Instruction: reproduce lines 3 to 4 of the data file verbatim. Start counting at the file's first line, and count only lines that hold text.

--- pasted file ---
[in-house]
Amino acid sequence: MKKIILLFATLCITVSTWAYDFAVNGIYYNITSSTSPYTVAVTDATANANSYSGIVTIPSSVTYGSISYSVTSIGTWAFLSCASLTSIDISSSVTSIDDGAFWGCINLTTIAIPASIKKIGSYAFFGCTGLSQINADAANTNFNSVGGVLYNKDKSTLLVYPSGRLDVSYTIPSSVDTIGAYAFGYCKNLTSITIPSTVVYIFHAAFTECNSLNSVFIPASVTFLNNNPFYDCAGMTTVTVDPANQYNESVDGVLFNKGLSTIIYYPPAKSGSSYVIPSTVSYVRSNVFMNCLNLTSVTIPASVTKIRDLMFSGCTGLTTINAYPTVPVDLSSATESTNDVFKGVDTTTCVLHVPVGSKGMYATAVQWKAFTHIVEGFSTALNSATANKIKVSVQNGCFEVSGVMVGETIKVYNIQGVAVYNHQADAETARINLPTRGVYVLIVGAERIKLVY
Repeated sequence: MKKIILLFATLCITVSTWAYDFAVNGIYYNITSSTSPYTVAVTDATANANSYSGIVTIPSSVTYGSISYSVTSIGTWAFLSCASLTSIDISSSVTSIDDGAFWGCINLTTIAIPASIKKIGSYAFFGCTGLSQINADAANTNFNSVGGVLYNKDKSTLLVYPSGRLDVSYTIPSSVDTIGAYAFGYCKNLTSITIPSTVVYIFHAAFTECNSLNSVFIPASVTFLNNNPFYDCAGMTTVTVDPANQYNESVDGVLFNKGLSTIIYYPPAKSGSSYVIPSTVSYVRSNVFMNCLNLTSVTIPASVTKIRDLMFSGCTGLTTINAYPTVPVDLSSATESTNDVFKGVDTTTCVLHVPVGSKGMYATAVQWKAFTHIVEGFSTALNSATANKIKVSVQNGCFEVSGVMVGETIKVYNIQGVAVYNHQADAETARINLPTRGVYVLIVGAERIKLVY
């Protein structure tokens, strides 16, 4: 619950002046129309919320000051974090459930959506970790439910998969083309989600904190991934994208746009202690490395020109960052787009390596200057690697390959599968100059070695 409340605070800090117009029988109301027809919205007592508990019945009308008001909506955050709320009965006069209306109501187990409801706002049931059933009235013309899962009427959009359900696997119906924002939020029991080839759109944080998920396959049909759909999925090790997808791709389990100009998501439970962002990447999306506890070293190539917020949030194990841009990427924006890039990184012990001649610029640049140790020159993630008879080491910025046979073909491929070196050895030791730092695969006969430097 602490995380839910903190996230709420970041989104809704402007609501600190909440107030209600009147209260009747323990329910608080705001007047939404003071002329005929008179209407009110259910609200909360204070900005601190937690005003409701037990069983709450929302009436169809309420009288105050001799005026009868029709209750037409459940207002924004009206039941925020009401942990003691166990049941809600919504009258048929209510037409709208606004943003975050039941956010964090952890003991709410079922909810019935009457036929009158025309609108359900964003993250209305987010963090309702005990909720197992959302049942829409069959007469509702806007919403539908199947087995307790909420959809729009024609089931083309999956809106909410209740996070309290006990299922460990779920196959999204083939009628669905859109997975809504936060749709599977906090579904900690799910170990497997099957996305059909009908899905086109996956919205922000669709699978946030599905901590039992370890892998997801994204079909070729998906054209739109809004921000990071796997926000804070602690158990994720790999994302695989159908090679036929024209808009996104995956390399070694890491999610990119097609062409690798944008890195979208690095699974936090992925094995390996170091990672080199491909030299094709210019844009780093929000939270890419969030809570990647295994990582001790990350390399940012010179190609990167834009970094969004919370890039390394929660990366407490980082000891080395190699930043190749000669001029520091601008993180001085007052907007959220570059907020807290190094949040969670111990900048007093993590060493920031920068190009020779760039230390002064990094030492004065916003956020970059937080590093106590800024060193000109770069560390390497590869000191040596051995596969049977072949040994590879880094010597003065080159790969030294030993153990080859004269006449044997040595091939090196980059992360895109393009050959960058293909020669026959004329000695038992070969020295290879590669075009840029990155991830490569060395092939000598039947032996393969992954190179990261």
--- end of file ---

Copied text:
Repeated sequence: MKKIILLFATLCITVSTWAYDFAVNGIYYNITSSTSPYTVAVTDATANANSYSGIVTIPSSVTYGSISYSVTSIGTWAFLSCASLTSIDISSSVTSIDDGAFWGCINLTTIAIPASIKKIGSYAFFGCTGLSQINADAANTNFNSVGGVLYNKDKSTLLVYPSGRLDVSYTIPSSVDTIGAYAFGYCKNLTSITIPSTVVYIFHAAFTECNSLNSVFIPASVTFLNNNPFYDCAGMTTVTVDPANQYNESVDGVLFNKGLSTIIYYPPAKSGSSYVIPSTVSYVRSNVFMNCLNLTSVTIPASVTKIRDLMFSGCTGLTTINAYPTVPVDLSSATESTNDVFKGVDTTTCVLHVPVGSKGMYATAVQWKAFTHIVEGFSTALNSATANKIKVSVQNGCFEVSGVMVGETIKVYNIQGVAVYNHQADAETARINLPTRGVYVLIVGAERIKLVY
């Protein structure tokens, strides 16, 4: 619950002046129309919320000051974090459930959506970790439910998969083309989600904190991934994208746009202690490395020109960052787009390596200057690697390959599968100059070695 409340605070800090117009029988109301027809919205007592508990019945009308008001909506955050709320009965006069209306109501187990409801706002049931059933009235013309899962009427959009359900696997119906924002939020029991080839759109944080998920396959049909759909999925090790997808791709389990100009998501439970962002990447999306506890070293190539917020949030194990841009990427924006890039990184012990001649610029640049140790020159993630008879080491910025046979073909491929070196050895030791730092695969006969430097 602490995380839910903190996230709420970041989104809704402007609501600190909440107030209600009147209260009747323990329910608080705001007047939404003071002329005929008179209407009110259910609200909360204070900005601190937690005003409701037990069983709450929302009436169809309420009288105050001799005026009868029709209750037409459940207002924004009206039941925020009401942990003691166990049941809600919504009258048929209510037409709208606004943003975050039941956010964090952890003991709410079922909810019935009457036929009158025309609108359900964003993250209305987010963090309702005990909720197992959302049942829409069959007469509702806007919403539908199947087995307790909420959809729009024609089931083309999956809106909410209740996070309290006990299922460990779920196959999204083939009628669905859109997975809504936060749709599977906090579904900690799910170990497997099957996305059909009908899905086109996956919205922000669709699978946030599905901590039992370890892998997801994204079909070729998906054209739109809004921000990071796997926000804070602690158990994720790999994302695989159908090679036929024209808009996104995956390399070694890491999610990119097609062409690798944008890195979208690095699974936090992925094995390996170091990672080199491909030299094709210019844009780093929000939270890419969030809570990647295994990582001790990350390399940012010179190609990167834009970094969004919370890039390394929660990366407490980082000891080395190699930043190749000669001029520091601008993180001085007052907007959220570059907020807290190094949040969670111990900048007093993590060493920031920068190009020779760039230390002064990094030492004065916003956020970059937080590093106590800024060193000109770069560390390497590869000191040596051995596969049977072949040994590879880094010597003065080159790969030294030993153990080859004269006449044997040595091939090196980059992360895109393009050959960058293909020669026959004329000695038992070969020295290879590669075009840029990155991830490569060395092939000598039947032996393969992954190179990261």